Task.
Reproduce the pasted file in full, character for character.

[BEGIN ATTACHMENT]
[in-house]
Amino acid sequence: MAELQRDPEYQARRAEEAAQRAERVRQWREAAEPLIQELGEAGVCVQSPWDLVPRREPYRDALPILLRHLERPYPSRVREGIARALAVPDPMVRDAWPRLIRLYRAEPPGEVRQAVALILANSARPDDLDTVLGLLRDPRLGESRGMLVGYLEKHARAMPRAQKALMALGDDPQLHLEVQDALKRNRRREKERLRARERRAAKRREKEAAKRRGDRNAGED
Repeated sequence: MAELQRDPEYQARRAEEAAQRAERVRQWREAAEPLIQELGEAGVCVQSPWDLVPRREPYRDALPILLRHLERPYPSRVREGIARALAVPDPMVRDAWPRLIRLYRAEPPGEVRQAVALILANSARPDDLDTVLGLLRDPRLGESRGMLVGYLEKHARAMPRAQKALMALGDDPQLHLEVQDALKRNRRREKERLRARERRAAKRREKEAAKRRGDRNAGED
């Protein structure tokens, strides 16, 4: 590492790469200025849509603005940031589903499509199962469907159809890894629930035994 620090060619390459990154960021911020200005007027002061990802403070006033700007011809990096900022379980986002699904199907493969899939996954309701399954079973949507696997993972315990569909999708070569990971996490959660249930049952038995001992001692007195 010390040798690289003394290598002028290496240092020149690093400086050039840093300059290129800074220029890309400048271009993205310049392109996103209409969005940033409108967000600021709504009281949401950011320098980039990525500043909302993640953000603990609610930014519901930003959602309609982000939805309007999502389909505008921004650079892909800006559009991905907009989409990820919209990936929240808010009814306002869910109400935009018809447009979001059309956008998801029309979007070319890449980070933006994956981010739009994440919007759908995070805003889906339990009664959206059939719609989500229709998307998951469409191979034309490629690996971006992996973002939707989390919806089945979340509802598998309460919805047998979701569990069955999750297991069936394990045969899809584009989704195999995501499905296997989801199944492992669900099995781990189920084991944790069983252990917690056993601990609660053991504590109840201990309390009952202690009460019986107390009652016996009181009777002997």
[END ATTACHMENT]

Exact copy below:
[in-house]
Amino acid sequence: MAELQRDPEYQARRAEEAAQRAERVRQWREAAEPLIQELGEAGVCVQSPWDLVPRREPYRDALPILLRHLERPYPSRVREGIARALAVPDPMVRDAWPRLIRLYRAEPPGEVRQAVALILANSARPDDLDTVLGLLRDPRLGESRGMLVGYLEKHARAMPRAQKALMALGDDPQLHLEVQDALKRNRRREKERLRARERRAAKRREKEAAKRRGDRNAGED
Repeated sequence: MAELQRDPEYQARRAEEAAQRAERVRQWREAAEPLIQELGEAGVCVQSPWDLVPRREPYRDALPILLRHLERPYPSRVREGIARALAVPDPMVRDAWPRLIRLYRAEPPGEVRQAVALILANSARPDDLDTVLGLLRDPRLGESRGMLVGYLEKHARAMPRAQKALMALGDDPQLHLEVQDALKRNRRREKERLRARERRAAKRREKEAAKRRGDRNAGED
């Protein structure tokens, strides 16, 4: 590492790469200025849509603005940031589903499509199962469907159809890894629930035994 620090060619390459990154960021911020200005007027002061990802403070006033700007011809990096900022379980986002699904199907493969899939996954309701399954079973949507696997993972315990569909999708070569990971996490959660249930049952038995001992001692007195 010390040798690289003394290598002028290496240092020149690093400086050039840093300059290129800074220029890309400048271009993205310049392109996103209409969005940033409108967000600021709504009281949401950011320098980039990525500043909302993640953000603990609610930014519901930003959602309609982000939805309007999502389909505008921004650079892909800006559009991905907009989409990820919209990936929240808010009814306002869910109400935009018809447009979001059309956008998801029309979007070319890449980070933006994956981010739009994440919007759908995070805003889906339990009664959206059939719609989500229709998307998951469409191979034309490629690996971006992996973002939707989390919806089945979340509802598998309460919805047998979701569990069955999750297991069936394990045969899809584009989704195999995501499905296997989801199944492992669900099995781990189920084991944790069983252990917690056993601990609660053991504590109840201990309390009952202690009460019986107390009652016996009181009777002997």